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August is Cicadas’ time: are Greek cicadas really lazy?

For one more time I asked myself the same question: why are cicadas considered to be lazy?. The truth is that hundreds, most likely thousands cicadas start their work at 6 o’clock in the morning. Shortly after the dawn. They continue their song all thought the day until late after midnight.  In these hot August days. On a Greek island of the Argosaronic Gulf. full of pine trees.


Male cicadas sing their monotonous matting song all through the day and till late after midnight. There must be a night sleep break, which I miss. But certainly there is a very short ‘coffee break’ in the afternoon. Somewhere between four and five o’ clock. There is always a break. For no more than  five seconds. Silence. Absolute quiet in the garden. Absolute silence. Nada. Only in the background there are the other thousands of cicadas singing  living in neighboring  yards and  gardens or in the forest of pine trees.


But here in our garden, for five wonderful seconds… the absolute silence. A black hole that has absorbed all sounds. Then suddenly a loud  …DZICK  with an exclamation mark! Pause. And a second DZICK with a question-mark at the end.


This DZICK is determined and certainly an order. With one voice hundreds if not thousands cicadas hanging on juice pine and olive trees,  herbs bushes and vines plants start their monotonous song again , the music ensemble of nature, a big band for string instruments, a giant chorus of male insects trying to mate..


I assume the little fellow giving the order is hiding somewhere among the branches of the olive or  the pine tree, perhaps in the foliage of  lemon or apricot tree. Or he is hanging around on the 55–year-old stem of the vine plant. He is certainly the leader. The director of this huge orchestra of  single male cicadas. He gives the signal to stop and start. Until late after midnight. All thought these hot August days.


I ask myself the same question every time I come to this beautiful island of  Aegina, the village of Agia Marina, with its awesome pine tree forest. why are cicadas consider to be lazy?

Is it because of the famous antique Aesop fables, in which the cicada spends the summer singing while the ant stores away food, and finds himself without food when the weather turns bitter?


Truth is that the cicadas survived the Antique and thousands of bitter winters. And so they will do in the future and the centuries to come.

And so Greeks will survive the Troika, and the bitter winters of hardships and austerity.


Original Cicada on a Greek tree: picture sent to KTG by @athensliving

With a little song and a daily swim, with good food and a drink everything goes by much better 🙂

Agia Marina Aegina


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  1. Cicades are now in Amsterdam too! Don’t listen tot the strange talking. They’re talking about the Provence… just listen to the wonderful song of the Cicades and hear a little Greece in Amsterdam…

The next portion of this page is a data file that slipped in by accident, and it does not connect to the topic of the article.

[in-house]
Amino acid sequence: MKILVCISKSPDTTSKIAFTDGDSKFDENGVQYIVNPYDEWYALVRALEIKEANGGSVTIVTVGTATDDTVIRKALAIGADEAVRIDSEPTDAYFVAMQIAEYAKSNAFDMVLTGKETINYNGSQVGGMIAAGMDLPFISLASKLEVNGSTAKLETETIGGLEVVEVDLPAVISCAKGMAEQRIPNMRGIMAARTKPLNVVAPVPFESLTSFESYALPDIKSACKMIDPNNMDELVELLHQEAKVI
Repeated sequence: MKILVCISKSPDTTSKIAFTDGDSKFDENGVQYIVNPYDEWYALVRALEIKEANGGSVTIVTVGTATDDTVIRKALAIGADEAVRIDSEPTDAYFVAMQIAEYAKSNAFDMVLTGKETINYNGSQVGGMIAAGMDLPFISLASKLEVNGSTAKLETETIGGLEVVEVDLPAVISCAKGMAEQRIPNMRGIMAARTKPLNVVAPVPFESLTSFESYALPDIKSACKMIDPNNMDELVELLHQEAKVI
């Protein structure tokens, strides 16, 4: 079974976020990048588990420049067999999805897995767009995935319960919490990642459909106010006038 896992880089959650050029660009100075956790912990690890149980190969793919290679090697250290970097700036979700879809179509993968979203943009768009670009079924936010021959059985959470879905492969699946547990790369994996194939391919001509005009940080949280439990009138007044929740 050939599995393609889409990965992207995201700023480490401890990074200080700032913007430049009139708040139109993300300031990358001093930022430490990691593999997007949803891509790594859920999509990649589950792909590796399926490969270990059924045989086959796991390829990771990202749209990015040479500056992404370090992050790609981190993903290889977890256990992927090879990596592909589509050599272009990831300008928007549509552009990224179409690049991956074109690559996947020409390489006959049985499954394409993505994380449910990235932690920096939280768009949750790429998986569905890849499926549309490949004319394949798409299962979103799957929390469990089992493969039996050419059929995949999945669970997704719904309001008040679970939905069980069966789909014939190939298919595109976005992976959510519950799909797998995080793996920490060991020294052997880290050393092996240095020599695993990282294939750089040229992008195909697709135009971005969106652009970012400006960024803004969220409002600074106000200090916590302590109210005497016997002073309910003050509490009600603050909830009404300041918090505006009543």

• keeptalkinggreece

      I bet YOU did bring cicadas in Amsterdam with your luggage. I once brought a spider from Serifos to Athens. Scientists still wonder about the presence of the Serifos spider species in the Greek capital.

  2. Sitting here in our apartment in amsterdam it really does my heart good to read that you love aigina so much and special Agia Marina where since 1968 we have land and a home.Never regretted it. My children have to get back to holland on sunday and thats why I read KTG.for news on the strikes.
    Meanwhile I would like to compliment You on your efforts.You make us laugh ,keep us updated.Thank you for that!

    Kalo cheimona,keep up the good work!

    Kindest regards,Corinne Hoeberechts De GrootKavo Agia Marina.

    • keeptalkinggreece

      how nice to meet an Agia Marina fan, kyria Korina! As a child I used to spent every summer and Easter vacation here. I’m sure our ways have met at Galaris shop lol Now I come very seldom.
      This year, it’s half abandoned with most shops and hotels closed. Thinking to make a post about it.

  3. What a beautifully written article, KTG!! I always associate the cicadas’ song with the times I have been in Hellas. About three weeks ago, I heard some in my back yard, here in San Jose, California. (We usually don’t get them here.) Within an hour it was quiet again. But for a few happy minutes, I closed my eyes and pictured myself in our friends’ yards in Nea Smyrni and Saronida. Oh, to return!!!

    • keeptalkinggreece

      so glad the cicadas post could wake up this beautiful memories and pictures, Diane.
      I’m sure someone from Greece brought a male cicada in his luggage to San Jose. Although noisy, they are integral part of Greek folklore, aren’t they?